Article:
We’re all about fun kids’ science activities and making discoveries through play. It encourages scientific understanding, it develops analytical skills and, most importantly, it can awaken curiosity and awe. But in some cases a child playing around with science can achieve even more. Here are the stories of four children who made amazing scientific discoveries.
In the early 19th century the mysterious curios that could be found along the shore of Lyme Regis, Dorset, were gathered up by locals to sell to tourists. These curios were fossils, the imprints of ancient animals frozen in time, and the locals included the Anning family – Joseph, Mary and their parents. It was dangerous and difficult work, since the best finds occurred following winter landslides that uncovered hidden fossils. But the family needed the income. When Joseph was 14, and Mary 12, their efforts paid off, and together they uncovered the first complete ichthyosaurus skeleton. Scientists had found bits of these fossils before and weren’t sure if they were bits of fish, dolphins or crocodiles. In fact the ichthyosaurus was a remarkably fish-like marine reptile averaging 2-4 metres in length, which graced our seas until around 100 million years ago.
Mary went on to become a renowned fossil collector unearthing, amongst other discoveries, two plesiosaur skeletons and the first pterosaur remains to be found in Britain. If you’d like to get your kids outdoors and doing a fun science activity why not take them fossil hunting? A quick search online will tell you the best spots near you. Who knows what you could discover?
In 2011, Canadian Kathryn Gray was looking through images of starfields taken at an observatory, accompanied by her father, an amateur astronomer. Her father had explained how to compare old and new images to find changes in the stars. She pointed at the screen and asked, “is that one?”. It was, indeed, a previously-unknown supernova – the dramatic, explosive death of a star much larger than our Sun. Kathryn was just 10 years old at the time, and when her discovery was confirmed by the Royal Astronomical Society of Canada she became the youngest person to discover a supernova.
Incredibly, two years later Kathryn’s brother Nathan went on to make his own discovery. Scanning his father’s images just as Kathryn had done, he found his own supernova candidate. It was a great feat of sibling one-upmanship. Nathan was 33 days younger than Kathryn had been when she made her discovery, and he unseated her.
16-year-old Daniel Burd was tired of opening a cupboard door in his house only to be buried beneath an avalanche of plastic bags. Other kids in this situation would sigh and pile them back in to the cupboard only to experience the avalanche again the next time they were asked to fetch a broom. Not Daniel. He was astounded to find how few viable solutions seemed to exist for the build-up of polyethylene bags across the globe.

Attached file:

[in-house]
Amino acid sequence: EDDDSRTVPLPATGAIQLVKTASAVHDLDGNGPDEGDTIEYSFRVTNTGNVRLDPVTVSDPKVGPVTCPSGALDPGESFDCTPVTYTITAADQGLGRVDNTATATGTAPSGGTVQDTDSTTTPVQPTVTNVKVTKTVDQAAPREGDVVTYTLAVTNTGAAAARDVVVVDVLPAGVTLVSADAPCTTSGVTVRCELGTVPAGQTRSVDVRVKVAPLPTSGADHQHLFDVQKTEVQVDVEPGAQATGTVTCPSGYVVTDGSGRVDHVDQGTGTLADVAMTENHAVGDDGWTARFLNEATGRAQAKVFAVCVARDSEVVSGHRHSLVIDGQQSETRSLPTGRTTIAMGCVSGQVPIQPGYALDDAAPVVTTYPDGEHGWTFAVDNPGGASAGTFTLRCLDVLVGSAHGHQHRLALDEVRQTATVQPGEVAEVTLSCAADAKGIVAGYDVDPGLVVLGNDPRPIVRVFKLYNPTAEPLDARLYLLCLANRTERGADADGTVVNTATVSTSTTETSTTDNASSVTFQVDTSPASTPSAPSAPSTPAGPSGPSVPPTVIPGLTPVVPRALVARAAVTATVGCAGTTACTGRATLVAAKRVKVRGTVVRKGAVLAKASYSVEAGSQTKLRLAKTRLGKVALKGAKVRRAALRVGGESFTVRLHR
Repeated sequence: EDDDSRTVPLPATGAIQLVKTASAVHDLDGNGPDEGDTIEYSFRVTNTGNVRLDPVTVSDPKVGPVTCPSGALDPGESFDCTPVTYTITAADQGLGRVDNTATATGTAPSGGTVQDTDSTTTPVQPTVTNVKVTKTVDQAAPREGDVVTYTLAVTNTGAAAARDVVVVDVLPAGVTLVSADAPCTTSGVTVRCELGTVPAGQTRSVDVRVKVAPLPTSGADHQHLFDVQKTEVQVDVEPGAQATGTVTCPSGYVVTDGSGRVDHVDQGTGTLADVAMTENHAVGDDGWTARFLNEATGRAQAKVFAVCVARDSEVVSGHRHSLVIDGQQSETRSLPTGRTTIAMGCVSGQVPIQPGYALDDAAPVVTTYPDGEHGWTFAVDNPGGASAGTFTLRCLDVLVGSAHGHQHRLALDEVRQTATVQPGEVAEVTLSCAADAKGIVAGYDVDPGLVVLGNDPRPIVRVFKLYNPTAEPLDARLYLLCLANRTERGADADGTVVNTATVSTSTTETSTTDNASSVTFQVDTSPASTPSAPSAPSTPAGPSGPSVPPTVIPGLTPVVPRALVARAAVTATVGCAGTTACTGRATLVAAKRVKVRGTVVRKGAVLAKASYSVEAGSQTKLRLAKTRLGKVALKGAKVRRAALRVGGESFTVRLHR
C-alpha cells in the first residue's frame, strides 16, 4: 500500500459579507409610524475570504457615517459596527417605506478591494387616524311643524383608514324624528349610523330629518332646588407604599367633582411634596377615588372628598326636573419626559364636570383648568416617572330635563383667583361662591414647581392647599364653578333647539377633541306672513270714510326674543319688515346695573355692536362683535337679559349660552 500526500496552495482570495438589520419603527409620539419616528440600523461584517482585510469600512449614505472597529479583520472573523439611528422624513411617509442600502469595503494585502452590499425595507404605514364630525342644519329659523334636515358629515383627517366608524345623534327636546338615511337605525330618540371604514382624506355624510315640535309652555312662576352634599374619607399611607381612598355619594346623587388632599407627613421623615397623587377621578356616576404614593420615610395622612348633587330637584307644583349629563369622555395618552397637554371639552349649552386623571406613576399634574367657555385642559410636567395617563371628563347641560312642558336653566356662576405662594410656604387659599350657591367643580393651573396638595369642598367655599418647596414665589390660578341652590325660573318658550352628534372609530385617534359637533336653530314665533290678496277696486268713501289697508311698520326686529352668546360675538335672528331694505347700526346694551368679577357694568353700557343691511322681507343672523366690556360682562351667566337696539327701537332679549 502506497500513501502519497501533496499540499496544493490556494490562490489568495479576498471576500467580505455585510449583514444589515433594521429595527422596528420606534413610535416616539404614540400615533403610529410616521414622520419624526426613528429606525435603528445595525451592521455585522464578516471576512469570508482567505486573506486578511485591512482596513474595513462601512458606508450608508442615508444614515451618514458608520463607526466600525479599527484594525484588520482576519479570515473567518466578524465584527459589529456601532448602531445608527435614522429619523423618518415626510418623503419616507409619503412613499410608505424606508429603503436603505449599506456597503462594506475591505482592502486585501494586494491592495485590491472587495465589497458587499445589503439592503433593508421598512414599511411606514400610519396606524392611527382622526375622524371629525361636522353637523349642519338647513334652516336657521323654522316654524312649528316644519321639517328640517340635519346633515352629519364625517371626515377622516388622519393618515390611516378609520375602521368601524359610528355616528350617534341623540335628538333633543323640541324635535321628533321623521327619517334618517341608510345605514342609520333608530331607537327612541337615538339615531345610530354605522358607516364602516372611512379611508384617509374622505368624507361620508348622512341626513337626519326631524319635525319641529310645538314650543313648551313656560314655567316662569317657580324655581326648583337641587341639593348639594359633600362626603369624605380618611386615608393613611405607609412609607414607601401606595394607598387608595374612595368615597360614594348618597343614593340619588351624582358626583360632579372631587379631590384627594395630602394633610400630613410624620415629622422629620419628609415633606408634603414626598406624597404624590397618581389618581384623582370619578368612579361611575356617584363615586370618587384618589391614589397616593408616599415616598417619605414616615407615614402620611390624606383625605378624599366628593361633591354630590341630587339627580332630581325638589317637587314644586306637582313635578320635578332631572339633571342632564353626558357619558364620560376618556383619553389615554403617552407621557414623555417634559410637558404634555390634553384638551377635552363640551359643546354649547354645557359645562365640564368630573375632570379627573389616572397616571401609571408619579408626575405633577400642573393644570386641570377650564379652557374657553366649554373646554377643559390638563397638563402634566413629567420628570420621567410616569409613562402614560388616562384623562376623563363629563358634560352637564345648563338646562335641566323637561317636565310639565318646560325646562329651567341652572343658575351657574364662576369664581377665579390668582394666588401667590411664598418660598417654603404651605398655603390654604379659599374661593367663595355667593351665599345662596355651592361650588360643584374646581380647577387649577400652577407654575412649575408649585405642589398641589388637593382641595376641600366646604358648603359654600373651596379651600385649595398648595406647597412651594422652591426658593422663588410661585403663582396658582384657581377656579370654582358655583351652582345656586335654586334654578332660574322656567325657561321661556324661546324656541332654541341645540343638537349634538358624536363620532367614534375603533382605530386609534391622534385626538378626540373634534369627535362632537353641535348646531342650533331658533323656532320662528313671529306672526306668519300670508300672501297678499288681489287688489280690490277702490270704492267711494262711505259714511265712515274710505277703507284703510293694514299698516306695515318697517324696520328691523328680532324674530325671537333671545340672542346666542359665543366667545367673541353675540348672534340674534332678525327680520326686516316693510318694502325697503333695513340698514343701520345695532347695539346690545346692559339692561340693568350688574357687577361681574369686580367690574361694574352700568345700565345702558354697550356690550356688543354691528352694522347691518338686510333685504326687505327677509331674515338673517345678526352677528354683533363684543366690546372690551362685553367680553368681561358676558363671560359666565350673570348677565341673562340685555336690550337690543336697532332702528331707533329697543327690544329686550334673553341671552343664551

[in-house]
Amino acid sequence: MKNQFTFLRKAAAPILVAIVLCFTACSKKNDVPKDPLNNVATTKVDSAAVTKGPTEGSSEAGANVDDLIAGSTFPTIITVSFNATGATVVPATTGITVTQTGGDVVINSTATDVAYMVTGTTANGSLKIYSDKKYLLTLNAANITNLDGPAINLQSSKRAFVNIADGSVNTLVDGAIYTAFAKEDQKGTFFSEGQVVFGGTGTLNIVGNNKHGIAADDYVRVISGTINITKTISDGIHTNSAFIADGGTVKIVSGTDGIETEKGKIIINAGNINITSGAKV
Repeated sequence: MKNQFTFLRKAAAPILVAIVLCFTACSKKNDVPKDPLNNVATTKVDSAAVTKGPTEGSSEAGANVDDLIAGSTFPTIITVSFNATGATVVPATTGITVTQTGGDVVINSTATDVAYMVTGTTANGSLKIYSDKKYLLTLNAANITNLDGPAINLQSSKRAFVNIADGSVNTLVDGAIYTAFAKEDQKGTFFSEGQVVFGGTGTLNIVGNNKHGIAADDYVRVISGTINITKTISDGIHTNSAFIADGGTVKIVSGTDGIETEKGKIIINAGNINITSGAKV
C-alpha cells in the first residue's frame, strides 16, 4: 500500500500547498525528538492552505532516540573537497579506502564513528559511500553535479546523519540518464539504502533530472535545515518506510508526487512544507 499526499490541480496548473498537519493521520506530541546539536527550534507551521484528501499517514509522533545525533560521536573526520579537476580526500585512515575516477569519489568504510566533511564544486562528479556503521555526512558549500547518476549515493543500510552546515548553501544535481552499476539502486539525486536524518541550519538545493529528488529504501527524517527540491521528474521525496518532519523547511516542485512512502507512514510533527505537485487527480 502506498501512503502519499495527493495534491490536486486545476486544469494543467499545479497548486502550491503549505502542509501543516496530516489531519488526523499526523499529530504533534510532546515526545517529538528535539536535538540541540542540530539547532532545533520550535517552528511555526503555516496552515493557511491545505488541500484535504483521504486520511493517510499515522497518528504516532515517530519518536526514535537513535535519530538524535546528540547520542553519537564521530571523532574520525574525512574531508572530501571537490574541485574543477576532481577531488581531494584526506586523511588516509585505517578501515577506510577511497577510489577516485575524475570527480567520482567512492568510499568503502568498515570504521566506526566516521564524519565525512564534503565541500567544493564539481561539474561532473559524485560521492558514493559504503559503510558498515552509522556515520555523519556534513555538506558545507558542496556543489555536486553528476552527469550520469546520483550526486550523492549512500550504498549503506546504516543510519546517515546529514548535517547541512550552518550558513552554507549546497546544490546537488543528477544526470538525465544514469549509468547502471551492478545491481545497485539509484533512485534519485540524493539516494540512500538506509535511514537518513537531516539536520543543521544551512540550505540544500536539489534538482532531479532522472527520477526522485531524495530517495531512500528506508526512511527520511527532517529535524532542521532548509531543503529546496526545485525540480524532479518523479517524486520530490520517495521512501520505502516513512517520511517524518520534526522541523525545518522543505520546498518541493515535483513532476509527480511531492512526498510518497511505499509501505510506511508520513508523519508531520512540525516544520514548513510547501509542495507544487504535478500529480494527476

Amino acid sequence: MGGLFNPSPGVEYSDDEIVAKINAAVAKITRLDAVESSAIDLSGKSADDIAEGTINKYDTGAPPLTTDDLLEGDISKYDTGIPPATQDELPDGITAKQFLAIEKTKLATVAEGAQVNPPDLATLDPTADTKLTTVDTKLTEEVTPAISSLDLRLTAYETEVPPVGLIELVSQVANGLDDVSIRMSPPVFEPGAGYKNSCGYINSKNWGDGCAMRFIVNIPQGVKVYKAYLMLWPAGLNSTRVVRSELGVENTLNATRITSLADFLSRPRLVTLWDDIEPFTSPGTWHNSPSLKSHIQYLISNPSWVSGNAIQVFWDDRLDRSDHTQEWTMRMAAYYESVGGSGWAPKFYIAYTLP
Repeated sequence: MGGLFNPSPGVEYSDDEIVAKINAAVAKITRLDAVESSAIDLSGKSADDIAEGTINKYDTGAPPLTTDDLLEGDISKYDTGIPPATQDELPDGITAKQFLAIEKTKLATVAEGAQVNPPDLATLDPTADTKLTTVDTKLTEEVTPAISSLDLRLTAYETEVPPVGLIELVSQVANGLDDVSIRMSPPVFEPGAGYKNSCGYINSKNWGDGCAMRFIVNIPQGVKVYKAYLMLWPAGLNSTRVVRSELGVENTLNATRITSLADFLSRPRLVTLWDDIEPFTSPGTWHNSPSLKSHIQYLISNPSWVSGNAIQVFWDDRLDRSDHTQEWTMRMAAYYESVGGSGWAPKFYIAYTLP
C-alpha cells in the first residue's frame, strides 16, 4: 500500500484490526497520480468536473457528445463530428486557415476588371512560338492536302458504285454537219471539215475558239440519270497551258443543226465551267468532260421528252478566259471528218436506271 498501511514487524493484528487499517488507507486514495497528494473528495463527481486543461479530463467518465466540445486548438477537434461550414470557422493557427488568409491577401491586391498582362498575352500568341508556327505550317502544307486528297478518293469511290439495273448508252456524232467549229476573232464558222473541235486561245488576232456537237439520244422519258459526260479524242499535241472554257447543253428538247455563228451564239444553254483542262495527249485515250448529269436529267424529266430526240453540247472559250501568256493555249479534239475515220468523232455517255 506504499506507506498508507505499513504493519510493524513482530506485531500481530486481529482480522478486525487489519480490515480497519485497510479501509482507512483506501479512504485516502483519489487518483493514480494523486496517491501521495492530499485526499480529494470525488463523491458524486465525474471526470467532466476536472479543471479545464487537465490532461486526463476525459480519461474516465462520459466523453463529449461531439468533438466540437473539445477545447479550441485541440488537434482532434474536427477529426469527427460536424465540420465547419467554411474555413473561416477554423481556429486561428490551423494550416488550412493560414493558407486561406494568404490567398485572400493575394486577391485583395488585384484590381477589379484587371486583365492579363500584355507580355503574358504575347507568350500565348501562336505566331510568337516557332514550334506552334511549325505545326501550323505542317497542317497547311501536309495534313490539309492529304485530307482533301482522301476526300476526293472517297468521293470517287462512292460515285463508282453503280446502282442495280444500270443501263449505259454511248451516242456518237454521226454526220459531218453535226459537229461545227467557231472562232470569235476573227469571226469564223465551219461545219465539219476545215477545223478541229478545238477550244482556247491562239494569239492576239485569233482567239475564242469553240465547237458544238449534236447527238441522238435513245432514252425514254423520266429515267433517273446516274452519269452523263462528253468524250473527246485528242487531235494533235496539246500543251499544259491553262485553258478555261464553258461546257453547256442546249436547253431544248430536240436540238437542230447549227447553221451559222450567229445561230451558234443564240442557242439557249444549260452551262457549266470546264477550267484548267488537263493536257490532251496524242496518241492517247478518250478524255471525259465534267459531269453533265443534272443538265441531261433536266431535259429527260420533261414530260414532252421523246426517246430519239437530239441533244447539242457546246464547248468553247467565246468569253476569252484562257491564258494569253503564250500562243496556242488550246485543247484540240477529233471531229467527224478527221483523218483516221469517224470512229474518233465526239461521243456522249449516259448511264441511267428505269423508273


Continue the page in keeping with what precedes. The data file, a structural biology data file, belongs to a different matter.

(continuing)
We’ve all been told that polyethylene is not biodegradable. Daniel did something astounding, something that the greatest scientists of history have done before. He questioned the information presented him, and applied the scientific method to it.
For his school science fair project he mixed, tested, filtered and re-tested cocktails of polyethylene, salt, yeast and landfill dirt. Eventually he hit upon a recipe for microorganism culture that would degrade the 32% of the plastic in just six weeks. Given that by many estimates, a plastic bag will survive in our oceans for decades, this is an astonishing discovery. Through careful observation Daniel was able to identify tiny organisms that would gobble our plastic up and protect the world’s wildlife. You can read Daniel’s report, ‘Plastic Not Fantastic’ here.
In 2012, science teacher Kenneth Boehr handed out a moly-model set. You’ve probably seen them before – they are collections of balls and sticks that can be assembled into models of molecules. One of his pupils, 10-year-old Clara Lazen, got to work sticking and building. She stuck together “atoms” of nitrogen, oxygen and carbon to create a three-armed molecular beast, and showed it to her teacher. Boehr was bewildered – it looked feasible but he had no idea whether this molecule really existed. Curious, he showed it to his friend Robert Zoellner, a chemistry professor at Humboldt State University. Zoellner searched through an online database of known chemicals.
Clara probably never set out to invent an entirely new substance, but Zoellner’s search showed up no matches. He concluded her building project was an entirely conceivable but previously unknown chemical substance. What’s more, if it were to be made using real atoms of nitrogen, oxygen and carbon – now known as tetranitratoxycarbon – it would be explosive!
Usually 10 year olds making explosives is considered a very bad thing! in this case it earned Clara acknowledgement as a co-author on a research paper published in the journal Computational and Theoretical Chemistry.
Could your child be the next Clara Lazen or Nathan Gray? Encourage them to question what they are told and to explore and investigate their surroundings, and perhaps they will. Our science subscription boxes, available to pre-order now and shipping from April, will set them on a path to discovery. If you can’t wait, you could start investigating real data as a citizen scientist. Head over to Zooniverse and start taking part in crowdsourced science experiments!